What is the significance of sleep in Macbeth? 

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droxonian eNotes educator| Certified Educator

Sleep and sleeplessness in Macbeth represent peace of mind and the lack of it. As Macbeth spirals further into a cycle of guilt, he finds that sleep no longer comes easily to him. At the same time, he is keenly aware that perhaps sleep, which "knits up the ravell'd sleeve of care," is exactly what he needs to calm his nerves.

Macbeth "does murder sleep" in the sense that he has destroyed his own chances of resting easily forever, but this line also recalls the fact that he has also—with the help of Lady Macbeth—murdered King Duncan as he slept.

Duncan, the peacefully sleeping king, represented the rightful state of a king, of sound conscience and able to sleep deeply. In colluding in the murder of a sleeping king, the Macbeths have not only killed a man in no fit state to resist but have also symbolically destroyed the country's potential stability, as embodied by its peaceful king. Following Duncan's murder, there is no question that civil war must follow.

Hallucinations also play a significant part in Macbeth, never more indicative of a disturbed state of mind than when coupled with sleep. While Macbeth cannot sleep in act 5, scene 1 we see Lady Macbeth in arguably a worse state: even though she is asleep, sleepwalking and hallucinations mean that sleep can no longer perform its function of soothing the mind. The Doctor notes that it is "a great perturbation in nature, to receive at once the benefit of sleep, and do the effects of watching."

In fact, the viewer can see that Lady Macbeth is not receiving the benefit of sleep, as she performs fretful tasks such as the writing and sealing of letters, as well as rubs at her hands as if to wash out the stain of having murdered the king. After having observed Lady Macbeth bemoan the fact that "these hands will ne'er be clean," the doctor then says that "unnatural deeds do breed unnatural troubles / Infected minds to deaf pillows will discharge their secrets." This again connects sleep and disturbed sleep to a disturbed mind, indicating that the worst possible state is for sleep itself to be disturbed as guilt rises to the surface through the "infected" subconscious.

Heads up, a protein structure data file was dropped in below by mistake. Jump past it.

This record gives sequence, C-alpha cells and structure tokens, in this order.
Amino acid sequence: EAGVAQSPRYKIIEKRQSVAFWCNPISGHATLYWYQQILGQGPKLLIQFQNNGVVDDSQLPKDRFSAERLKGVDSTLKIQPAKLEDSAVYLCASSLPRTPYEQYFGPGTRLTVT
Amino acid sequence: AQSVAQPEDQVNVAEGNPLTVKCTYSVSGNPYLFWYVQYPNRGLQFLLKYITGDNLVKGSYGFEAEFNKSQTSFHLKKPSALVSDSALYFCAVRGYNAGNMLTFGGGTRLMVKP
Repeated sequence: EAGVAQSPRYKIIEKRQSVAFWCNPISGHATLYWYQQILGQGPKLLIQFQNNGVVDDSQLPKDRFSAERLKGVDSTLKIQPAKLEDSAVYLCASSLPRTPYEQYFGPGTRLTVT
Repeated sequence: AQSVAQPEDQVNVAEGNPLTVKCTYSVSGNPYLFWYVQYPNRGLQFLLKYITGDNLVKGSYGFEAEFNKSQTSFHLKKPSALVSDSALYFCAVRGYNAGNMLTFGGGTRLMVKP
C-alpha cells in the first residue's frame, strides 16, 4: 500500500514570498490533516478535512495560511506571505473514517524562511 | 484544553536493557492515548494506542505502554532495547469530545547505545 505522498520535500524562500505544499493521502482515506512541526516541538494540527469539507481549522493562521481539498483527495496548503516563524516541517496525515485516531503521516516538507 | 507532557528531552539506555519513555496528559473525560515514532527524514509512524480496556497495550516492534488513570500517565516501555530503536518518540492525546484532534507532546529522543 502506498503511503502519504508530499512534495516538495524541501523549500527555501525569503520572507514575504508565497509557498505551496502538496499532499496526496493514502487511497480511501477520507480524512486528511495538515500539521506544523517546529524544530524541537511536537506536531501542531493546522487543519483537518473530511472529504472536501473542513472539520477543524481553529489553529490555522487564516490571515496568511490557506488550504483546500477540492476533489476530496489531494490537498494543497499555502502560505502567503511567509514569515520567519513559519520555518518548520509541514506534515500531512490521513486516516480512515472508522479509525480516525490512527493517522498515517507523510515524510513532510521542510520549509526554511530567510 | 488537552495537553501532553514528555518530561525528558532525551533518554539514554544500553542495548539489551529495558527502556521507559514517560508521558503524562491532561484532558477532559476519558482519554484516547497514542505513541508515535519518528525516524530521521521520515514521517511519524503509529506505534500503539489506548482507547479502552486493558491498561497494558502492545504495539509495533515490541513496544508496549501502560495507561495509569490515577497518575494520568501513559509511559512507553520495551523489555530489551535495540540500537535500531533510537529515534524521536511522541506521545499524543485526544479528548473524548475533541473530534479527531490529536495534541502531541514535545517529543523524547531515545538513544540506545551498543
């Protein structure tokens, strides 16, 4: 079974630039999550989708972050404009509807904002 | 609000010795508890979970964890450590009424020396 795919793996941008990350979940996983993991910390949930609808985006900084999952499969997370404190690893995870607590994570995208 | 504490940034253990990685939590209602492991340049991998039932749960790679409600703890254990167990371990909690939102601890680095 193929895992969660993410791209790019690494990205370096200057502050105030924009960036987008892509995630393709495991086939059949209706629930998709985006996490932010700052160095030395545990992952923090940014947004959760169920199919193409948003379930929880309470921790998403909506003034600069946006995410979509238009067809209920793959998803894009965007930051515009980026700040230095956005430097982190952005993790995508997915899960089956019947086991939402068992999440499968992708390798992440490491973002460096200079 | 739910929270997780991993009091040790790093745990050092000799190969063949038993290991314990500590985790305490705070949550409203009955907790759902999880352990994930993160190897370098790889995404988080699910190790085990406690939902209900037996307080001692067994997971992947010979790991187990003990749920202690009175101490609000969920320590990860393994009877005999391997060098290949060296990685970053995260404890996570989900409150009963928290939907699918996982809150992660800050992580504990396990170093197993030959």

dule05 eNotes educator| Certified Educator

In Macbeth, sleep symbolizes clear conscience, peace, and innocence. Sleep is vital when it comes to good health and well-being of characters. Sleep is a significant symbol in the play because it tells us more about the inner state of characters. When Macbeth kills king Duncan, he is aware of the fact that he will never be able to enjoy the benefits of clear conscience and inner stability like he used to:

Methought I heard a voice cry 'Sleep no more!
Macbeth does murder sleep', the innocent sleep,
Sleep that knits up the ravell'd sleeve of care,
The death of each day's life, sore labour's bath,
Balm of hurt minds, great nature's second course,
Chief nourisher in life's feast...

He voluntarily deprives himself of the opportunity to lead a healthy and normal life. Now that he "does murder sleep," he will have to deal with hallucinations and visions which are the results of his guilt-ridden conscience.

Lady Macbeth's lack of good sleep and her episodes of sleepwalking and hallucinations suggest that when one gets involved in corruption and abnormality, one must suffer. She suffers because her peace of mind is taken away from her forever. In fact, she took it away when she manipulated her husband into murdering king Duncan. 

So, sleep, as a symbol, serves as a reminder that both Macbeth and Lady Macbeth have irrevocably stepped into the realm of darkness and corruption. The play shows us that they soon lose their stability and peace, so their deaths are inevitable.